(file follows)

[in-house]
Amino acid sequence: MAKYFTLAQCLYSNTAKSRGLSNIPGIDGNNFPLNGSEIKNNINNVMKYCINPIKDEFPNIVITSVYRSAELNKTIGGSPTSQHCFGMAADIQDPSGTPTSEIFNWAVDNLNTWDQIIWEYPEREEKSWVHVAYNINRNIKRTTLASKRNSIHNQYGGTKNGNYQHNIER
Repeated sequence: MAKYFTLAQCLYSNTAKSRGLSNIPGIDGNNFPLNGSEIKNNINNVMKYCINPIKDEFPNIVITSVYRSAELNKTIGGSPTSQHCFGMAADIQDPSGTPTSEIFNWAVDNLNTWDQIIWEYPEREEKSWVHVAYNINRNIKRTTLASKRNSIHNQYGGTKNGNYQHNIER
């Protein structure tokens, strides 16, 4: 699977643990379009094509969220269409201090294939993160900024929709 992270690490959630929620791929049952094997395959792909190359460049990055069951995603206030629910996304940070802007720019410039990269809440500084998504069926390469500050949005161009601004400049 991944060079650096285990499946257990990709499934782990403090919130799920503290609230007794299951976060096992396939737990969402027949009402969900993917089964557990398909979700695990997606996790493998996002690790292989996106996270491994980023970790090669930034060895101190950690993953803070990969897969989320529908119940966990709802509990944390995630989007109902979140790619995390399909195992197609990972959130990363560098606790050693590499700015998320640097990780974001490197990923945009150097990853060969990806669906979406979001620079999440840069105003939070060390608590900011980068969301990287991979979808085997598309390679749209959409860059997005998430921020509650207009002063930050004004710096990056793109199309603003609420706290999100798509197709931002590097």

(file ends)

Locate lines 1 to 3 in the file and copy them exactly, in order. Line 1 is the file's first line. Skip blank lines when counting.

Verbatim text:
[in-house]
Amino acid sequence: MAKYFTLAQCLYSNTAKSRGLSNIPGIDGNNFPLNGSEIKNNINNVMKYCINPIKDEFPNIVITSVYRSAELNKTIGGSPTSQHCFGMAADIQDPSGTPTSEIFNWAVDNLNTWDQIIWEYPEREEKSWVHVAYNINRNIKRTTLASKRNSIHNQYGGTKNGNYQHNIER
Repeated sequence: MAKYFTLAQCLYSNTAKSRGLSNIPGIDGNNFPLNGSEIKNNINNVMKYCINPIKDEFPNIVITSVYRSAELNKTIGGSPTSQHCFGMAADIQDPSGTPTSEIFNWAVDNLNTWDQIIWEYPEREEKSWVHVAYNINRNIKRTTLASKRNSIHNQYGGTKNGNYQHNIER